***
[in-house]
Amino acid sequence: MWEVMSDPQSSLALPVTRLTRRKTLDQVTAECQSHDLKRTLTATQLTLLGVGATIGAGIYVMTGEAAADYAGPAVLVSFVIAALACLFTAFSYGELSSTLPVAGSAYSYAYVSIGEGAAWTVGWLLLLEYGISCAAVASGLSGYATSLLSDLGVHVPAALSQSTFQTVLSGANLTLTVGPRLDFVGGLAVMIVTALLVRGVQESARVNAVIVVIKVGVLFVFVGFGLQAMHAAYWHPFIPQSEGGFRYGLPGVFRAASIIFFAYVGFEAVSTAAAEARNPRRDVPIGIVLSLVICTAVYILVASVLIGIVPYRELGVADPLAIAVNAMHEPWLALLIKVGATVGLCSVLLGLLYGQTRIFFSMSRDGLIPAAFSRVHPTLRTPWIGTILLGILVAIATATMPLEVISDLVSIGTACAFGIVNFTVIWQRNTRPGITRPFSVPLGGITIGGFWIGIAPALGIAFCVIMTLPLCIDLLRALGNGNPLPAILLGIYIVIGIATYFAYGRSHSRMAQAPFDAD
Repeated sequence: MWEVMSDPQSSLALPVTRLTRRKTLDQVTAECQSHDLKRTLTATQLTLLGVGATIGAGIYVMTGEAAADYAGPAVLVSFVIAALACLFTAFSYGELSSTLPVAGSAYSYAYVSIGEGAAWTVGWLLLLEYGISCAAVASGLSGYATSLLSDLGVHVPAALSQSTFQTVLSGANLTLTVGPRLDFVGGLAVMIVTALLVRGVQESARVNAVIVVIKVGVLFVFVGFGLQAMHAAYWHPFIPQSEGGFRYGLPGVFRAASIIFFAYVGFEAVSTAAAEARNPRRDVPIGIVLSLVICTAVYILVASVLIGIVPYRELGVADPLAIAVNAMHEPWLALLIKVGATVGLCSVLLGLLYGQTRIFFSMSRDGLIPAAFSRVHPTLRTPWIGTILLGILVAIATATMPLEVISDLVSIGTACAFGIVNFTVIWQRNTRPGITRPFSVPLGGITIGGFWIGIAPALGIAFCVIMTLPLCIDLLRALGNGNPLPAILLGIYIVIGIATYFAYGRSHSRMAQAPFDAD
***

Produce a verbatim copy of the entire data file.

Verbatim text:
[in-house]
Amino acid sequence: MWEVMSDPQSSLALPVTRLTRRKTLDQVTAECQSHDLKRTLTATQLTLLGVGATIGAGIYVMTGEAAADYAGPAVLVSFVIAALACLFTAFSYGELSSTLPVAGSAYSYAYVSIGEGAAWTVGWLLLLEYGISCAAVASGLSGYATSLLSDLGVHVPAALSQSTFQTVLSGANLTLTVGPRLDFVGGLAVMIVTALLVRGVQESARVNAVIVVIKVGVLFVFVGFGLQAMHAAYWHPFIPQSEGGFRYGLPGVFRAASIIFFAYVGFEAVSTAAAEARNPRRDVPIGIVLSLVICTAVYILVASVLIGIVPYRELGVADPLAIAVNAMHEPWLALLIKVGATVGLCSVLLGLLYGQTRIFFSMSRDGLIPAAFSRVHPTLRTPWIGTILLGILVAIATATMPLEVISDLVSIGTACAFGIVNFTVIWQRNTRPGITRPFSVPLGGITIGGFWIGIAPALGIAFCVIMTLPLCIDLLRALGNGNPLPAILLGIYIVIGIATYFAYGRSHSRMAQAPFDAD
Repeated sequence: MWEVMSDPQSSLALPVTRLTRRKTLDQVTAECQSHDLKRTLTATQLTLLGVGATIGAGIYVMTGEAAADYAGPAVLVSFVIAALACLFTAFSYGELSSTLPVAGSAYSYAYVSIGEGAAWTVGWLLLLEYGISCAAVASGLSGYATSLLSDLGVHVPAALSQSTFQTVLSGANLTLTVGPRLDFVGGLAVMIVTALLVRGVQESARVNAVIVVIKVGVLFVFVGFGLQAMHAAYWHPFIPQSEGGFRYGLPGVFRAASIIFFAYVGFEAVSTAAAEARNPRRDVPIGIVLSLVICTAVYILVASVLIGIVPYRELGVADPLAIAVNAMHEPWLALLIKVGATVGLCSVLLGLLYGQTRIFFSMSRDGLIPAAFSRVHPTLRTPWIGTILLGILVAIATATMPLEVISDLVSIGTACAFGIVNFTVIWQRNTRPGITRPFSVPLGGITIGGFWIGIAPALGIAFCVIMTLPLCIDLLRALGNGNPLPAILLGIYIVIGIATYFAYGRSHSRMAQAPFDAD